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China unrest resumes; toll rises to 156
Urumqi (China), Jul 7 (Agencies):
Published on 7 Jul. 2009 11:53 PM IST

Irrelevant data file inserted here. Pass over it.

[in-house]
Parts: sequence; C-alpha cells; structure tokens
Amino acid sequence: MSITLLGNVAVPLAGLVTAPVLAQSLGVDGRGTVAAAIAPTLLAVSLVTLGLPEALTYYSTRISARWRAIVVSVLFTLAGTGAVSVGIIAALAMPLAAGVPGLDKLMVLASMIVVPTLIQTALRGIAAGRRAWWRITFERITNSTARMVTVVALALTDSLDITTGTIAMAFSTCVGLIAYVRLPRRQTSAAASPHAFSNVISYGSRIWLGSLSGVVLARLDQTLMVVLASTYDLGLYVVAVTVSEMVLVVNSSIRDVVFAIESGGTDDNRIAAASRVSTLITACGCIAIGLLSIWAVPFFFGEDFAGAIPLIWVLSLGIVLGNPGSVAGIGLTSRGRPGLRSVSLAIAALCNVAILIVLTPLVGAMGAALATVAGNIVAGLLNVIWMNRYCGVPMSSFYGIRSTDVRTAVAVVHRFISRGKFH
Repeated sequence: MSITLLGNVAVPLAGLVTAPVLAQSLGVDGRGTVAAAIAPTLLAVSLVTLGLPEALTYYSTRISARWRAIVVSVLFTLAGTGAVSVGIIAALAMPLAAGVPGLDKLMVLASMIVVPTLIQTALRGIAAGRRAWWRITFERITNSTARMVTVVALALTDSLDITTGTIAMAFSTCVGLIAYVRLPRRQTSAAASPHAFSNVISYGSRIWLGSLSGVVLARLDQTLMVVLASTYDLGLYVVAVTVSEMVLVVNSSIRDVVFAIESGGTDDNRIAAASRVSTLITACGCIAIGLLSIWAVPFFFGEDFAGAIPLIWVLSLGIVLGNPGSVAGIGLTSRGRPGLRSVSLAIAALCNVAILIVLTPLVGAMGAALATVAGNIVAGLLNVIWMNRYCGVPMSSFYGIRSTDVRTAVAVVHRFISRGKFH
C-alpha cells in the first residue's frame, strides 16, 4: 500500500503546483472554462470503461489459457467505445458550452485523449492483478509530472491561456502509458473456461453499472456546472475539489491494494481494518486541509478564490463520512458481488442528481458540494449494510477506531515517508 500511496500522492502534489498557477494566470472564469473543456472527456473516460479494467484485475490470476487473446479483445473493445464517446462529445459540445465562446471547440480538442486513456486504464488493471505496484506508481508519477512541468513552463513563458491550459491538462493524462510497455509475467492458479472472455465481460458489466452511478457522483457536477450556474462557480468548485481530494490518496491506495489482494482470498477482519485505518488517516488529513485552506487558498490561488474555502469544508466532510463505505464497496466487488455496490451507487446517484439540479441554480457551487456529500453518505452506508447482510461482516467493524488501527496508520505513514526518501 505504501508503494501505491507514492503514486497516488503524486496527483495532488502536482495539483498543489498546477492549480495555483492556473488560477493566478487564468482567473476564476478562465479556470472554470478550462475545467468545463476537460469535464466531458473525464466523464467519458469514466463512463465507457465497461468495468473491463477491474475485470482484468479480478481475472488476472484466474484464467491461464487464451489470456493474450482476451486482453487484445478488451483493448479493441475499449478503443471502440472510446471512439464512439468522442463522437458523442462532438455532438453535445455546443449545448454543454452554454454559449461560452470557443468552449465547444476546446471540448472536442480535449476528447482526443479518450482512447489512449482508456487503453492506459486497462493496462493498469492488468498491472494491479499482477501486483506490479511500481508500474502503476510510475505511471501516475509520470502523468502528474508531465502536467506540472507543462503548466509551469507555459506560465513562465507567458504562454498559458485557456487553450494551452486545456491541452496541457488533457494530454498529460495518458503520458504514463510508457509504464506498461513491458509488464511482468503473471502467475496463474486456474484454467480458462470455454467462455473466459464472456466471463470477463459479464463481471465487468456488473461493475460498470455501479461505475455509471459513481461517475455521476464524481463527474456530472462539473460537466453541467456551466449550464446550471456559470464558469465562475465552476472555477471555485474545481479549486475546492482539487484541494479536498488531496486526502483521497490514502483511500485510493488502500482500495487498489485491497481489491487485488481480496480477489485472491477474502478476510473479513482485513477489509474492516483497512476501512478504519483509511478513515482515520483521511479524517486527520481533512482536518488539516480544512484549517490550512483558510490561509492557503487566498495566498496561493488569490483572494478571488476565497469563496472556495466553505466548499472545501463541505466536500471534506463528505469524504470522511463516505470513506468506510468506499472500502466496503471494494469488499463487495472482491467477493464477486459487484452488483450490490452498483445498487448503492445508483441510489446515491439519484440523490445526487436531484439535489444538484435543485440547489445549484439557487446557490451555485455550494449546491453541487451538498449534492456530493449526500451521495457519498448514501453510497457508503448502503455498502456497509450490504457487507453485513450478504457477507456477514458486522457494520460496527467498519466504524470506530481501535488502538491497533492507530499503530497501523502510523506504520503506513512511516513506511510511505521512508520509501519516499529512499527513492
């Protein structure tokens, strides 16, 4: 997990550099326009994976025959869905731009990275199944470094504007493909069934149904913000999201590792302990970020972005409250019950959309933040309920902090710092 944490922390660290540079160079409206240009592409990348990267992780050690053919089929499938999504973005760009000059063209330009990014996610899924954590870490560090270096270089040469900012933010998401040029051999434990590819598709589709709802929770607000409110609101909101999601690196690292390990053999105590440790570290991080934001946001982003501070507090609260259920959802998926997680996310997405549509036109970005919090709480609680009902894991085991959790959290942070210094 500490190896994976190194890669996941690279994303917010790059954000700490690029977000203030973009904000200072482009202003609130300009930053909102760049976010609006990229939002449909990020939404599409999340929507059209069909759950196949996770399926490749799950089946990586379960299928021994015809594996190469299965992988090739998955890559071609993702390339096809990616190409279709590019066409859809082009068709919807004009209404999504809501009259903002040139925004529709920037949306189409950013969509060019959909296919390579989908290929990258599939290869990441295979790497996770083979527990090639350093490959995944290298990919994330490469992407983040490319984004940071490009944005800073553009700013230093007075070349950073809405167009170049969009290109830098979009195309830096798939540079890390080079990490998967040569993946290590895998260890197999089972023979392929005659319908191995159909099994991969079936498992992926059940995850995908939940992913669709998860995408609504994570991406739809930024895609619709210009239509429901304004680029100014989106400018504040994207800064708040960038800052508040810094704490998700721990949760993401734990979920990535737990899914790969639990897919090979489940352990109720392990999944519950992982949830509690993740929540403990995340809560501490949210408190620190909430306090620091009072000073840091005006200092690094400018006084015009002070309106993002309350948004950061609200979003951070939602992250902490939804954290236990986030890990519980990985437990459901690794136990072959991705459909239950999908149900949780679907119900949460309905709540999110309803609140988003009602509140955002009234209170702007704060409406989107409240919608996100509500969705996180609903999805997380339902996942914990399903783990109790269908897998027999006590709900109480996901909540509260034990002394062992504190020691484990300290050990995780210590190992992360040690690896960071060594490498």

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Protesters armed with clubs and knives Tuesday marched through this riot-hit Chinese city as the death toll in the ethnic clashes rose to 156 and over 1,400 people were arrested for the violence, authorities said. The dead include 129 men and 27 women, Li Yi, head of the publicity department of Xinjiang regional committee of the Communist Party of China (CPC), said Tuesday morning. The police have arrested 1,434 suspects in connection with the riots that took place between minority Uighurs and members of Han community in China’s Xinjiang province Sunday. Li Yi said the suspects include 1,379 men and 55 women. “The police have started interrogations of the suspects,” said Li. On Tuesday, several thousand protesters marched along Youhao Street and Guangming Street toward Erdaoqiao Road in downtown Urumqi. The protesters, mostly Han Chinese, shouted: “Protecting our home, protect our family members”. Police armed with guns and shields were on guard at various points. Many of the protesters gathered at the Urumqi South Railway Station, Changjiang Road, Yangzijiang Road and some other places. People ran in panic and roadside shops were shut down. “We will not hide any more. We will fight back if they (the rioters) come,” said a man standing in front of a building in Shihezi. Crowds rushed to the municipal people’s hospital to take shelter. A man who was coughing up blood and another man whose head was covered in blood were rushed to the hospital for emergency treatment. The regional hospital of traditional Chinese medicine received about three Han Chinese with fresh wounds on their bodies in the afternoon, said the president of the hospital. On Sunday evening, riots broke out here following a protest rally by Uighurs. Besides 156 deaths, the rioting left over 1,000 injured. They were demonstrating against the death of two Uighur workers in a brawl in a toy factory in Guangdong province June 26. Over 20,000 armed police, special police, firefighters and troops have been sent to Urumqi to quell the unrest. The rioters smashed or set ablaze several vehicles, shops and public properties during the two days of violence, which the provincial government said was masterminded by the World Uighur Congress, a banned Muslim separatist group in the region. The outfit is led by Rebiya Kadeer, a former businesswoman, who was detained in 1999 on charges of harming national security. She was released on bail in March 2005 to seek medical treatment in the US. “The violence is a pre-empted and organised crime. It is instigated and directed from abroad, and carried out by outlaws in the country,” a government statement said early Monday. Following the growing unrest, Internet connectivity was cut in parts of Urumqi. “We cut Internet connection in some areas of Urumqi in order to prevent violence from spreading to other places,” said Li Zhi, the Communist Party of China (CPC) chief of Urumqi. Li said Chinese authorities had evidence that World Uighur Congress leader Rebiya Kadeer used the Internet and other means of communication to mastermind the riot. He didn’t say when connectivity would be resumed. Xinjiang police said Monday they had evidence that Kadeer masterminded Sunday’s riot.

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